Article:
April 1, 2023

Four media outlets in the UK and the US are facing defamation charges after publishing an investigative report on the assets of a fund named after former Kazakh President Nursultan Nazarbayev.

The Bureau of Investigative Journalism (TBIJ), openDemocracy and The Telegraph received several “pre-action” letters between May and August claiming their reporting was inaccurate and caused financial damage to a UK-registered company.

A claim was subsequently filed in the High Court on August 16, but has not yet reached the publisher.

The legal action has reignited the debate over whether to use strategic lawsuits against public participation (Slapps) to snub public interest journalism.

Dominic Raab, who was attorney general until he was sacked by Liz Truss, announced in July a proposal for courts in England and Wales to be given greater powers to dismiss allegations that were made in the public interest. Writing for journalists and publishers in legal proceedings, these lawsuits were found to be lacking in merit early on.

Claims have been brought against TBIJ, openDemocracy and Telegraph on behalf of Jusan Technologies and Nazarbayev Fund Private Fund, companies registered in Companies House, UK. The fund is also suing the Organised Crime and Corruption Reporting Project (OCCRP) in the US, seeking more than $75,000 (£68,000) in damages and punitive damages.

The article in question has been reporting allegations of financial ties between Jusan, Nazarbayev’s foundation and Nazarbayev and his family. Lawyers for Jusan and the fund say the allegations are inaccurate and defamatory.

US law firm Boies Schiller Flexner, which has been hired to represent Jusan and the fund, said it did not represent Nazarbayev.

A spokesman for the fund and Jusan said: “We look forward to proving in court that the reports challenged in the proceedings are false. We are not owned or controlled by Mr. Nazarbayev, and we have not benefited him. Our The only mission is to support public education in Kazakhstan.”

Nazarbayev accepted as ‘supreme board chairman’ Nazarbayev Fund (NF)”, but a source familiar with the controversy, who asked not to be named, said he had no active role in the running or functioning of the fund and had never had any role or connection, directly or indirectly, with Jusan.

openDemocracy’s editor-in-chief Peter Geoghegan defended the accuracy of the investigation and said he believed the legal action was a “clear attempt to intimidate independent investigative journalism”.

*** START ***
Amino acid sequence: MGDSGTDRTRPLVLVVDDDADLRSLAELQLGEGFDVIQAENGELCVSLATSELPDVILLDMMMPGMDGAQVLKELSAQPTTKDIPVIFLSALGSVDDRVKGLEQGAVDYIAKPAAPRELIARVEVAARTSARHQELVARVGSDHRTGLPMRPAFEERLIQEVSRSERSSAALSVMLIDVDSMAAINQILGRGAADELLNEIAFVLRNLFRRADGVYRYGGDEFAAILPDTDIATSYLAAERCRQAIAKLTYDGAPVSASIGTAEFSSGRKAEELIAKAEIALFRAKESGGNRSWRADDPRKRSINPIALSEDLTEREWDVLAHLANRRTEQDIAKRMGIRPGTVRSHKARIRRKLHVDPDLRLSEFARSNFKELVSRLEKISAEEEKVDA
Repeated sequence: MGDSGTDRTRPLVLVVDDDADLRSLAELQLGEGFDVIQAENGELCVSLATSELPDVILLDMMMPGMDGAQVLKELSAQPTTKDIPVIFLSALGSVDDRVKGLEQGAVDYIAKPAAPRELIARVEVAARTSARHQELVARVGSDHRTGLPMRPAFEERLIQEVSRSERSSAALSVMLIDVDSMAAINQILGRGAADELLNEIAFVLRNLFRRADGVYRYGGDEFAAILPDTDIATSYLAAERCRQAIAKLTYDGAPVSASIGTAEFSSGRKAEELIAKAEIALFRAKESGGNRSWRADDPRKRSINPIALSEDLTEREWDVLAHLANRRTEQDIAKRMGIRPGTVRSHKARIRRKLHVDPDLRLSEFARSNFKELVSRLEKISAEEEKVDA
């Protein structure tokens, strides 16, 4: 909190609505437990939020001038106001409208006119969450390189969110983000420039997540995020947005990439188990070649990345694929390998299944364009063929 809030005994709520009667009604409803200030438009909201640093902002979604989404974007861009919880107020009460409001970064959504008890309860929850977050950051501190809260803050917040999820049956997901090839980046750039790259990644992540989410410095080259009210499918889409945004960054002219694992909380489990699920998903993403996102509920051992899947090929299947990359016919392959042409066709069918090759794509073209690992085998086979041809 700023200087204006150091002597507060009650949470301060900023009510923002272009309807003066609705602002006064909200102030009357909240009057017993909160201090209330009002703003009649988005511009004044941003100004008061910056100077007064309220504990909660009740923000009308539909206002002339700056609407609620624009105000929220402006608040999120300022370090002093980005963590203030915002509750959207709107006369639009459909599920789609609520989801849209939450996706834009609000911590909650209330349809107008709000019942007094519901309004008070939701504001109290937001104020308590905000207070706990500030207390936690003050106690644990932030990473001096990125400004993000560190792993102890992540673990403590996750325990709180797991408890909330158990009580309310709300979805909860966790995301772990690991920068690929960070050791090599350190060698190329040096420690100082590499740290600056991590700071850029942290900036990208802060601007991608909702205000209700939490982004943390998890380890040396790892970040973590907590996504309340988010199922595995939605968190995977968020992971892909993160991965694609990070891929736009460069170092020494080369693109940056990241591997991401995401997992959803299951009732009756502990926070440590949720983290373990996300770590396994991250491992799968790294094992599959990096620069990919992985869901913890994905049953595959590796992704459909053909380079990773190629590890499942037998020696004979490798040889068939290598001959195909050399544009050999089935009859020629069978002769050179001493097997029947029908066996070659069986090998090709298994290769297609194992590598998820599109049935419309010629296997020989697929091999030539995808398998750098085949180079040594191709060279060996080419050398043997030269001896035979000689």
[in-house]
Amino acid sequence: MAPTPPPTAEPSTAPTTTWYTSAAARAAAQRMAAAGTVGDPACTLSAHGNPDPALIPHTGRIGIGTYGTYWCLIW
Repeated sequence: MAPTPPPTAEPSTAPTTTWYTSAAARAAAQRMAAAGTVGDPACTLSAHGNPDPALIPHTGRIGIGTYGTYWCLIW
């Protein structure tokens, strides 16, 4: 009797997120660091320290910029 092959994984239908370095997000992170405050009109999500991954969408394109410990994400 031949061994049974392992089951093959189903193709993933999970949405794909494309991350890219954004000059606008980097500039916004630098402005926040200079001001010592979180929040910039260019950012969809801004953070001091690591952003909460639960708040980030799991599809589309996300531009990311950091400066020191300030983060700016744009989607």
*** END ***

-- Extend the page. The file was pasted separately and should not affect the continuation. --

He added: “We are a small non-profit media organisation that is threatened by organisations with money and power for reporting on what we believe is in the public interest.”

The Daily Telegraph did not respond to a request for comment.

The TBIJ and openDemocracy warned that defending themselves in the high court could drain all their funds, which would have profound implications for their ability to continue pursuing public interest journalism.They say the claim is “Potentially Financially Destructive”. The two outlets have spent tens of thousands of pounds on the case.

“OpenDemocracy and the Bureau of Investigative Journalism have taken the unusual step of bringing this matter to the public because we believe it’s important for people to understand how this country uses legal threats, and we’re determined to defend ourselves,” Geoghegan said.

He noted that, at the moment, defending what is believed to be Slaps’ charges could “cost a lot of money, with the result that many defendants are left out of the game and other journalists won’t be able to open new investigations.”

Geoghegan added: “This case has cost openDemocracy tens of thousands of pounds and we need the public’s help to protect ourselves.”

Sources familiar with the controversy insisted that the legal claims should not be described as Slapp.

“Depicting them as such would falsely assume that they were not submitted in good faith, and therefore would assume that the lies in the publication were true,” they said.

They added that the fund and Jusan “have the right to take legal action to preserve their reputations for false and damaging allegations and to cease the publication of such false information”.

Rozina Breen, CEO of TBIJ, said: “We strongly believe in this [sort of] Critical public interest journalism is essential to a functioning and transparent democracy, and an absolute necessity to ensure sound financial governance and accountability. “

slap be in the spotlight After Russia’s invasion of Ukraine and subsequent sanctions on oligarchs close to Vladimir Putin. Some have previously been involved in high-profile legal battles against journalists and book publishers.

As part of its response to the Slaps inquiry, the government has also proposed a cost cap – to “enable a proper defence of unfounded cases” – which could be made by ministers under secondary legislation without parliamentary approval .

Nick Williams, policy and campaign official for the Index of Censorship, said, Publishers appear to be “symbolizing the increasing use of Slaps to target and suppress public reporting”.

He added: “The UK has long been at the centre of legal threats to stifle media freedom and the public’s right to know in the world’s wealthy, powerful and opaque nations.

“In July, the UK government pledged to introduce a range of measures against Slapps, and these threats demonstrate the urgency of the problem. We stand with openDemocracy and TBIJ and all others facing such threats and reiterate our call for swift and bold action measures to protect freedom of speech.”

OCCRP, a US-registered nonprofit news network, is the subject of a defamation lawsuit filed July 29 in the US District Court for the District of Maryland.

Kazakhstan ranks 122 out of 180 countries by Reporters Without Borders Press Freedom Index. Nazarbayev was the country’s president from 1991 until his resignation in 2019.

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